- Moving the markets
It appeared that Fed anxiety ahead of its key rate decision tomorrow had traders and algos on edge, with the Dow plunging some 400 points mid-session. We recouped some of these steep losses during the last hour, but negative sentiment prevailed due to nobody wanting to have overexposure in equities.
A 0.75% rate hike is widely expected, yet a full 1% could be in the cards as well (but has only a 20% chance), which would very likely cause another plunge in equities. Based on recent hawkish comments by Fed chief Powell, traders appear to have finally gotten the message that a pivot to lower rates is nothing but wishful thinking, hence no frontrunning today before tomorrow’s decision.
The US Dollar continued its rollercoaster ride of the past few days, strengthened by higher rates, while last week’s short squeeze gains have now been completely erased, as ZeroHedge reported. This again confirms my view that bear market comebacks are ephemeral in nature and simply dead-cat-bounces.
Bond yields surged again with the 10-year almost touching 3.6% but fading into the close to settle at 3.56%, an 11-year high.
I expect some aimless meandering before the Fed announcement tomorrow but, should they hike no more than 0.75% as expected, we could see a relief rally into the close.
3. ETFs in the Spotlight
In case you missed the announcement and description of this section, you can read it here again.
It features some of the 10 broadly diversified domestic and sector ETFs from my HighVolume list as posted every Saturday. Furthermore, they are screened for the lowest MaxDD% number meaning they have been showing better resistance to temporary sell offs than all others over the past year.
The below table simply demonstrates the magnitude with which these ETFs are fluctuating above or below their respective individual trend lines (%+/-M/A). A break below, represented by a negative number, shows weakness, while a break above, represented by a positive percentage, shows strength.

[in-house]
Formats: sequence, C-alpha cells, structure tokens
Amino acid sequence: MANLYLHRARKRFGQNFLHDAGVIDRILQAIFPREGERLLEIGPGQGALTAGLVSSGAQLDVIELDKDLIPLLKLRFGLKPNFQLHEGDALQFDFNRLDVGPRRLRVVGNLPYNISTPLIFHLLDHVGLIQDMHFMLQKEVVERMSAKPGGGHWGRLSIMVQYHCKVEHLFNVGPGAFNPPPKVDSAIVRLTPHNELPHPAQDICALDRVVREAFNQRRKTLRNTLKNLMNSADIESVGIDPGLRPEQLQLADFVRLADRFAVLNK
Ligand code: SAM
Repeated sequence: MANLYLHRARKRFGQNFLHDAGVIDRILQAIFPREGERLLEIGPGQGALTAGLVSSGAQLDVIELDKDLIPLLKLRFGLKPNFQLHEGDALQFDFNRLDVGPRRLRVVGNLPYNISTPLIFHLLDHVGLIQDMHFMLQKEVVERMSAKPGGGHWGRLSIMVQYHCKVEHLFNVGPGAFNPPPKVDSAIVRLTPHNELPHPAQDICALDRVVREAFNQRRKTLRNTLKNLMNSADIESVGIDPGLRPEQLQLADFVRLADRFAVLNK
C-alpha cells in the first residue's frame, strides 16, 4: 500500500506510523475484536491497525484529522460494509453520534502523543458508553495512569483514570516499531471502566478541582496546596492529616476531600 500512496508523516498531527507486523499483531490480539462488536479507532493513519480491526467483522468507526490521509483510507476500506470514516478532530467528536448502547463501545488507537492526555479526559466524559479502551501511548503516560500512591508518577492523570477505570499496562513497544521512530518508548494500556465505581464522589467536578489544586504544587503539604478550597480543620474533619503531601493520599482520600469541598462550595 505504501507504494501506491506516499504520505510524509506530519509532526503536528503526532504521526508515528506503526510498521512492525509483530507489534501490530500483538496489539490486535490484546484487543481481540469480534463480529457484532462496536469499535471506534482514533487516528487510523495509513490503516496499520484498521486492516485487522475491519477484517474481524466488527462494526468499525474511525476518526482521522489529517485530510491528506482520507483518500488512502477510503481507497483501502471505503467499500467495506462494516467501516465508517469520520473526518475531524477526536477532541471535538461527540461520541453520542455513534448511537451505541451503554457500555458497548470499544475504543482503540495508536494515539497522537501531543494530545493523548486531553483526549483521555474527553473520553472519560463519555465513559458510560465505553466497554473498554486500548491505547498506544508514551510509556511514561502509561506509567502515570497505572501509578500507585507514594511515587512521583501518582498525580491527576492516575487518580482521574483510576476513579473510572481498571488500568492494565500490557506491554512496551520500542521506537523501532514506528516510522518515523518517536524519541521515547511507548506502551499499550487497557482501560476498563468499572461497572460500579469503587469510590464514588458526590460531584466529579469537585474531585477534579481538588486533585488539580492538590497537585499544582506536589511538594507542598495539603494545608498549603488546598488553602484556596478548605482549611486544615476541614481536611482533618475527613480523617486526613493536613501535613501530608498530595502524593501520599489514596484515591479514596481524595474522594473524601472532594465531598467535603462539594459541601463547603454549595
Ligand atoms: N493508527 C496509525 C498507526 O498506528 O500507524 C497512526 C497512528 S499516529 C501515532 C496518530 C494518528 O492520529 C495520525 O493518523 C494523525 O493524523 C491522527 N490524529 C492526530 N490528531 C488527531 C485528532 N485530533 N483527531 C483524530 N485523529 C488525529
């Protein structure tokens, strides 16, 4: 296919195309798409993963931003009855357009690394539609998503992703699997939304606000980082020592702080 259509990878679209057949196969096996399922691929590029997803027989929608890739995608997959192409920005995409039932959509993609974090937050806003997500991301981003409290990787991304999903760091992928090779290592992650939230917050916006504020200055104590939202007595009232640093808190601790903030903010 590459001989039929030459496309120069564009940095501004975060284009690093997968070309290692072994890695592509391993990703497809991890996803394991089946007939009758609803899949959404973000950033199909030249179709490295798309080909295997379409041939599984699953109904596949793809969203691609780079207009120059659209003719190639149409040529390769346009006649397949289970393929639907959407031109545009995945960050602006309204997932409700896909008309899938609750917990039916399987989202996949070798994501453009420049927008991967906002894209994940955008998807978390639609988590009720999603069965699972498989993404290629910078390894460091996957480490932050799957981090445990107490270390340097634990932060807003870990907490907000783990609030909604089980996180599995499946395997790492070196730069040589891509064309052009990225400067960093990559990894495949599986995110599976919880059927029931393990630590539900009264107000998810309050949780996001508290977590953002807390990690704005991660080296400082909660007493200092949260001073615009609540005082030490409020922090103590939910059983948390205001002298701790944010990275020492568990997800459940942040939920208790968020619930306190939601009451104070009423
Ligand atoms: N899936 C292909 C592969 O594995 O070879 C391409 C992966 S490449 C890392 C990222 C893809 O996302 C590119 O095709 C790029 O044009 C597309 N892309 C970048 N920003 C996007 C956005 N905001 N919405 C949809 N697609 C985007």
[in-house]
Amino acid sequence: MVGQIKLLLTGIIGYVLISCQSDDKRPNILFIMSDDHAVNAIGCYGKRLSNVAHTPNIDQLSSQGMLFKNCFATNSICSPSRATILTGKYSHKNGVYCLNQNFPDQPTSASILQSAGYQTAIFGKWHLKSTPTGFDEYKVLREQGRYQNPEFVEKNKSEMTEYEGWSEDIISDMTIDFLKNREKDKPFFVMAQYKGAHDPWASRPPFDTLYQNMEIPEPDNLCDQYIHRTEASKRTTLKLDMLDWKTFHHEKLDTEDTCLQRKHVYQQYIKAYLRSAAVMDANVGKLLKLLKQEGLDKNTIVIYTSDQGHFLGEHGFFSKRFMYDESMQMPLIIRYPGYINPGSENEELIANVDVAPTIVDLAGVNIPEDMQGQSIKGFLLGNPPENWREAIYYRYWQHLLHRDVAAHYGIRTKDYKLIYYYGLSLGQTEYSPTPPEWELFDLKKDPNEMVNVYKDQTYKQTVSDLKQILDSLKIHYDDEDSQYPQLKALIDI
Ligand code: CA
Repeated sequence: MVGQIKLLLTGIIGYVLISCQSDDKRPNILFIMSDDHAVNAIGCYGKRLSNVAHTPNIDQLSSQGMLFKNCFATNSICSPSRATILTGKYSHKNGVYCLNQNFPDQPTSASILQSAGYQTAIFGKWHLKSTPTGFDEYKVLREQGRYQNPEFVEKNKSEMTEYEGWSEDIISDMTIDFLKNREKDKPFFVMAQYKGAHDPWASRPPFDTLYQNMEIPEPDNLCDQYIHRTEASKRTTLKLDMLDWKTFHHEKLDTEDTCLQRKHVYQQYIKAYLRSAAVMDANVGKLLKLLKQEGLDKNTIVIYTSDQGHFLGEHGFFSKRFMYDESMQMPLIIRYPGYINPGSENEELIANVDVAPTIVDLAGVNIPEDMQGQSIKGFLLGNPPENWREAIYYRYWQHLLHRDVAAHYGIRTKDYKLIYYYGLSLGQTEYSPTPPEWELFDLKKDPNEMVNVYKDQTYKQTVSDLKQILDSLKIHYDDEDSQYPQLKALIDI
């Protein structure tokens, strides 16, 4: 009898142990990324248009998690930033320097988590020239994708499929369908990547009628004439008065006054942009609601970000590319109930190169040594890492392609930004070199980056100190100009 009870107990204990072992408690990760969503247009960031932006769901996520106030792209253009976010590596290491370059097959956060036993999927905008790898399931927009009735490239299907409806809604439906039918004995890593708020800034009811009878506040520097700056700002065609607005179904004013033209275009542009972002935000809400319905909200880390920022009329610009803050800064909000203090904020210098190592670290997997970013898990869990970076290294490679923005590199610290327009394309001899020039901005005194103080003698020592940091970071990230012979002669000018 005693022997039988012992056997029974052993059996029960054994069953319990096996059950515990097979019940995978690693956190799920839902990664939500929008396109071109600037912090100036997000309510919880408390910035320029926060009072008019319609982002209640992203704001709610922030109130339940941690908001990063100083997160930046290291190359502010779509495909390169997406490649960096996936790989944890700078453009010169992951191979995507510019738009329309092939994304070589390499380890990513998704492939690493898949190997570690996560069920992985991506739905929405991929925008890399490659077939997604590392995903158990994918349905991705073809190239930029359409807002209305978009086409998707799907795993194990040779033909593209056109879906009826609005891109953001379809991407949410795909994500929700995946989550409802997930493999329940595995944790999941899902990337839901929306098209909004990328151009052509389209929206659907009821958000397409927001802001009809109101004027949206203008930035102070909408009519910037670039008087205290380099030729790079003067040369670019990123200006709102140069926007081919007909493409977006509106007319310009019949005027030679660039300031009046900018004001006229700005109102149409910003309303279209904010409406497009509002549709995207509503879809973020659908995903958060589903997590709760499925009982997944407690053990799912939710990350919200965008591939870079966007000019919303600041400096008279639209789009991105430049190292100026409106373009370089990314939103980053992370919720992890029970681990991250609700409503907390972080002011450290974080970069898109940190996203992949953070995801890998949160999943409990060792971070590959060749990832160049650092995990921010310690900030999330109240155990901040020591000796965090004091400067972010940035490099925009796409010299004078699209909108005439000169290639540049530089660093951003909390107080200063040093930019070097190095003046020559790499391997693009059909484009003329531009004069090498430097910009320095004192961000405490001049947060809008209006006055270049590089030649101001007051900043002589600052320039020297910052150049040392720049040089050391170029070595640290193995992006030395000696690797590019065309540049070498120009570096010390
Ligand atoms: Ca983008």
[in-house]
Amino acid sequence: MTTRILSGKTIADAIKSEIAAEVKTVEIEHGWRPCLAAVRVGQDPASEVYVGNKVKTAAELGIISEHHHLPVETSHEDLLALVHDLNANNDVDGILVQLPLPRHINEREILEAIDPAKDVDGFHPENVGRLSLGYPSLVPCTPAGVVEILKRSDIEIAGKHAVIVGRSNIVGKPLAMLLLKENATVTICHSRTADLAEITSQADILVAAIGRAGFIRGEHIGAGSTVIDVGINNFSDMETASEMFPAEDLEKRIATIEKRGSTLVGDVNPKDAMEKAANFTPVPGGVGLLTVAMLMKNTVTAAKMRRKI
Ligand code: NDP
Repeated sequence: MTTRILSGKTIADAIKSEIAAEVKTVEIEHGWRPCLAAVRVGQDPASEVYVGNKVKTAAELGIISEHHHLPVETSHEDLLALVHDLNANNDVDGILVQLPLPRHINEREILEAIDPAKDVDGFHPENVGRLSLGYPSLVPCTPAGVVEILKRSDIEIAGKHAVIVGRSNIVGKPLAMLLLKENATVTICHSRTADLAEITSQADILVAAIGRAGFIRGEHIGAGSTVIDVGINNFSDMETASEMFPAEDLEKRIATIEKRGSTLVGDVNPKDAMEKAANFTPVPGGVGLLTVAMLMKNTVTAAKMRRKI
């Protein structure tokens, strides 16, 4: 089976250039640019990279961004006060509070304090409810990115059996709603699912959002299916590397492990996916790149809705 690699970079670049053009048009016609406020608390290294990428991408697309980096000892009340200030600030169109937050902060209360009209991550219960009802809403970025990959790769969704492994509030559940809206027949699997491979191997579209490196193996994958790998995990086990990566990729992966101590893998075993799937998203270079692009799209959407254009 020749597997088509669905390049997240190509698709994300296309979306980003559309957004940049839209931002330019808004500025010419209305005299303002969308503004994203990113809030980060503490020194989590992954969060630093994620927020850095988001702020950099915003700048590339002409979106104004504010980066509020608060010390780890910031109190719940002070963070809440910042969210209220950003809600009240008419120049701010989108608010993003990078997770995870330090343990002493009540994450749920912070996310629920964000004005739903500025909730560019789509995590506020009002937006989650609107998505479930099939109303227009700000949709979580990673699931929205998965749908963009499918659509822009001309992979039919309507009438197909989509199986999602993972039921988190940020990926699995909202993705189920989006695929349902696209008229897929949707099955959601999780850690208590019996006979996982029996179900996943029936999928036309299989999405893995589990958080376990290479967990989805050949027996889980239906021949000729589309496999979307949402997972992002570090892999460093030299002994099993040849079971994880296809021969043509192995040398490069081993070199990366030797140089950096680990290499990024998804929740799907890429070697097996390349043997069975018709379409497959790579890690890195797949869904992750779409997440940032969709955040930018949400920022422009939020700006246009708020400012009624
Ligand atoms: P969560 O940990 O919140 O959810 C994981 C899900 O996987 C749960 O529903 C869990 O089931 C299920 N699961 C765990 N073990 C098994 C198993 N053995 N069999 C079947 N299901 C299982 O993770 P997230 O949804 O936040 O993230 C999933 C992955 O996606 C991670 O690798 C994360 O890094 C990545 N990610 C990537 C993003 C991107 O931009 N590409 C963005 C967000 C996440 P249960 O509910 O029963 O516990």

For hundreds of ETF choices, be sure to reference Thursday’s StatSheet.
For this closed-out domestic “Buy” cycle (2/24/2022), here’s how some of our candidates have fared. Keep in mind that our Domestic Trend Tracking Index (TTI) signaled a “Sell” on that date, which overrode the existing “Buys” shown for SPY and IYM:
Click image to enlarge.
Again, the %+/-M/A column above shows the position of the various ETFs in relation to their respective long-term trend lines, while the trailing sell stops are being tracked in the “Off High” column. The “Action” column will signal a “Sell” once the -12% point has been taken out in the “Off High” column, which has replaced the prior -8% to -10% limits.
3. Trend Tracking Indexes (TTIs)
Our TTIs dropped, as the bears were clearly in charge.
This is how we closed 09/20/2022:
Domestic TTI: -7.67% below its M/A (prior close -6.16%)—Sell signal effective 02/24/2022.
International TTI: -11.08% below its M/A (prior close -10.10%)—Sell signal effective 03/08/2022.
Disclosure: I am obliged to inform you that I, as well as my advisory clients, own some of the ETFs listed in the above table. Furthermore, they do not represent a specific investment recommendation for you, they merely show which ETFs from the universe I track are falling within the specified guidelines.
All linked charts above are courtesy of Bloomberg via ZeroHedge.Contact Ulli